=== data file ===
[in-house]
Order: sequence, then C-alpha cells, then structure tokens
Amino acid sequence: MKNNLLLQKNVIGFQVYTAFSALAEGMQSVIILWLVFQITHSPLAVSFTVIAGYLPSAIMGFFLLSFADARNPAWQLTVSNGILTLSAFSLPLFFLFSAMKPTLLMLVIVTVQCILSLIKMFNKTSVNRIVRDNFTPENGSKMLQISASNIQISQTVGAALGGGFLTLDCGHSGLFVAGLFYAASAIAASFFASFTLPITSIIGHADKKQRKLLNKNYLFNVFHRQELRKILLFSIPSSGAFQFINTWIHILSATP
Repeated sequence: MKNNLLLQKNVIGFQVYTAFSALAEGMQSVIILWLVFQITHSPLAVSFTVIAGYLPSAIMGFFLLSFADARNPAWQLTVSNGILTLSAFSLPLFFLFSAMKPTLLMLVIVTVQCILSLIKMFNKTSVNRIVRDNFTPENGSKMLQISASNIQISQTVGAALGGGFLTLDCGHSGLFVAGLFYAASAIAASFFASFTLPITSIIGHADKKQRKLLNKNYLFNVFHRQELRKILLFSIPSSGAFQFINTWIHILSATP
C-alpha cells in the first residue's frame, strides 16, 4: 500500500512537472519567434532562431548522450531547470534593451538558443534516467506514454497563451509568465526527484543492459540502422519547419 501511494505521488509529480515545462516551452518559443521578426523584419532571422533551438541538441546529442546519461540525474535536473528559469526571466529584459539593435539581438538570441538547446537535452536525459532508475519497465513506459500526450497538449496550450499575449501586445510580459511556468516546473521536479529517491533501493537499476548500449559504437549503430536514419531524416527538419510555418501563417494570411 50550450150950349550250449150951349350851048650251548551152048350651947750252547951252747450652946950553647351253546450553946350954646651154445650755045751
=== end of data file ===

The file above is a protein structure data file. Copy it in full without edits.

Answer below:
[in-house]
Order: sequence, then C-alpha cells, then structure tokens
Amino acid sequence: MKNNLLLQKNVIGFQVYTAFSALAEGMQSVIILWLVFQITHSPLAVSFTVIAGYLPSAIMGFFLLSFADARNPAWQLTVSNGILTLSAFSLPLFFLFSAMKPTLLMLVIVTVQCILSLIKMFNKTSVNRIVRDNFTPENGSKMLQISASNIQISQTVGAALGGGFLTLDCGHSGLFVAGLFYAASAIAASFFASFTLPITSIIGHADKKQRKLLNKNYLFNVFHRQELRKILLFSIPSSGAFQFINTWIHILSATP
Repeated sequence: MKNNLLLQKNVIGFQVYTAFSALAEGMQSVIILWLVFQITHSPLAVSFTVIAGYLPSAIMGFFLLSFADARNPAWQLTVSNGILTLSAFSLPLFFLFSAMKPTLLMLVIVTVQCILSLIKMFNKTSVNRIVRDNFTPENGSKMLQISASNIQISQTVGAALGGGFLTLDCGHSGLFVAGLFYAASAIAASFFASFTLPITSIIGHADKKQRKLLNKNYLFNVFHRQELRKILLFSIPSSGAFQFINTWIHILSATP
C-alpha cells in the first residue's frame, strides 16, 4: 500500500512537472519567434532562431548522450531547470534593451538558443534516467506514454497563451509568465526527484543492459540502422519547419 501511494505521488509529480515545462516551452518559443521578426523584419532571422533551438541538441546529442546519461540525474535536473528559469526571466529584459539593435539581438538570441538547446537535452536525459532508475519497465513506459500526450497538449496550450499575449501586445510580459511556468516546473521536479529517491533501493537499476548500449559504437549503430536514419531524416527538419510555418501563417494570411 50550450150950349550250449150951349350851048650251548551152048350651947750252547951252747450652946950553647351253546450553946350954646651154445650755045751